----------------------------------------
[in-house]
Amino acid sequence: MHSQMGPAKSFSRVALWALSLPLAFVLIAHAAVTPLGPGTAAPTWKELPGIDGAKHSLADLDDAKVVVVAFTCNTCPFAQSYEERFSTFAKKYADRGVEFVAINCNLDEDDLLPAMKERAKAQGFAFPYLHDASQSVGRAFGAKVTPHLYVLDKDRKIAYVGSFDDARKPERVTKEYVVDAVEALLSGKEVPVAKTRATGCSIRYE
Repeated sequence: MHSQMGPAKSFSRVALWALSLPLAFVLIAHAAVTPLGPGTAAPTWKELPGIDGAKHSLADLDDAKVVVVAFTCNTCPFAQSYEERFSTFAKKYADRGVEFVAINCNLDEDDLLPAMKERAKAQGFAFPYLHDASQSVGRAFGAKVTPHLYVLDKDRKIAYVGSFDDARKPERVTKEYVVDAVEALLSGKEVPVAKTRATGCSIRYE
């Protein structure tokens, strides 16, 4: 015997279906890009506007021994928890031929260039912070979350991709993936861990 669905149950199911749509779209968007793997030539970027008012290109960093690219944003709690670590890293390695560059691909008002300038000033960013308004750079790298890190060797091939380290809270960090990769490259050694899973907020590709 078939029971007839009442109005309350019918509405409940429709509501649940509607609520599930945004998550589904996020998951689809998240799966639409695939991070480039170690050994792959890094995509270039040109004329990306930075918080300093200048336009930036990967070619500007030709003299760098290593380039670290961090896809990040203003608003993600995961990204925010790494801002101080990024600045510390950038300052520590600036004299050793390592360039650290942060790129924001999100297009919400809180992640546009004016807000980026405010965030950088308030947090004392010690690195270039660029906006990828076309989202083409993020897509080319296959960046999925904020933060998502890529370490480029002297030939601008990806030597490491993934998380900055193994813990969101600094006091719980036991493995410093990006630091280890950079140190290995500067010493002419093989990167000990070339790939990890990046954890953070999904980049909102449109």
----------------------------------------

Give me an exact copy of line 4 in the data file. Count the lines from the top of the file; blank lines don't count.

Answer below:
């Protein structure tokens, strides 16, 4: 015997279906890009506007021994928890031929260039912070979350991709993936861990 669905149950199911749509779209968007793997030539970027008012290109960093690219944003709690670590890293390695560059691909008002300038000033960013308004750079790298890190060797091939380290809270960090990769490259050694899973907020590709 078939029971007839009442109005309350019918509405409940429709509501649940509607609520599930945004998550589904996020998951689809998240799966639409695939991070480039170690050994792959890094995509270039040109004329990306930075918080300093200048336009930036990967070619500007030709003299760098290593380039670290961090896809990040203003608003993600995961990204925010790494801002101080990024600045510390950038300052520590600036004299050793390592360039650290942060790129924001999100297009919400809180992640546009004016807000980026405010965030950088308030947090004392010690690195270039660029906006990828076309989202083409993020897509080319296959960046999925904020933060998502890529370490480029002297030939601008990806030597490491993934998380900055193994813990969101600094006091719980036991493995410093990006630091280890950079140190290995500067010493002419093989990167000990070339790939990890990046954890953070999904980049909102449109």